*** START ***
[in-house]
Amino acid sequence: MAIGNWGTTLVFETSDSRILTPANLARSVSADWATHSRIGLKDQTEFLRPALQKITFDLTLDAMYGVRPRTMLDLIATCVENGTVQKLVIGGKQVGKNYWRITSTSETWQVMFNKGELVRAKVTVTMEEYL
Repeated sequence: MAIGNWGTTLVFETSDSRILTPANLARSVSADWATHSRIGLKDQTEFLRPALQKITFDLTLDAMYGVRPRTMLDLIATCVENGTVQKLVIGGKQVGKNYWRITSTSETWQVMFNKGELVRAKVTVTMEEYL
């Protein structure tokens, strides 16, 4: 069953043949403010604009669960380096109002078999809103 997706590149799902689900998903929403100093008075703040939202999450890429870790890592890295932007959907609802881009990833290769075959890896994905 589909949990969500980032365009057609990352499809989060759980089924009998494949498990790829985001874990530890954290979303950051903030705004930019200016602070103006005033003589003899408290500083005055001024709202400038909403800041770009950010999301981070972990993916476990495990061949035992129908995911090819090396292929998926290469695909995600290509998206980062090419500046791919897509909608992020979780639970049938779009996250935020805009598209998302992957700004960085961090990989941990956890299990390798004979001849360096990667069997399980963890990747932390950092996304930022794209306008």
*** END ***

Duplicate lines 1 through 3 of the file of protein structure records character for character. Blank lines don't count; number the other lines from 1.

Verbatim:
[in-house]
Amino acid sequence: MAIGNWGTTLVFETSDSRILTPANLARSVSADWATHSRIGLKDQTEFLRPALQKITFDLTLDAMYGVRPRTMLDLIATCVENGTVQKLVIGGKQVGKNYWRITSTSETWQVMFNKGELVRAKVTVTMEEYL
Repeated sequence: MAIGNWGTTLVFETSDSRILTPANLARSVSADWATHSRIGLKDQTEFLRPALQKITFDLTLDAMYGVRPRTMLDLIATCVENGTVQKLVIGGKQVGKNYWRITSTSETWQVMFNKGELVRAKVTVTMEEYL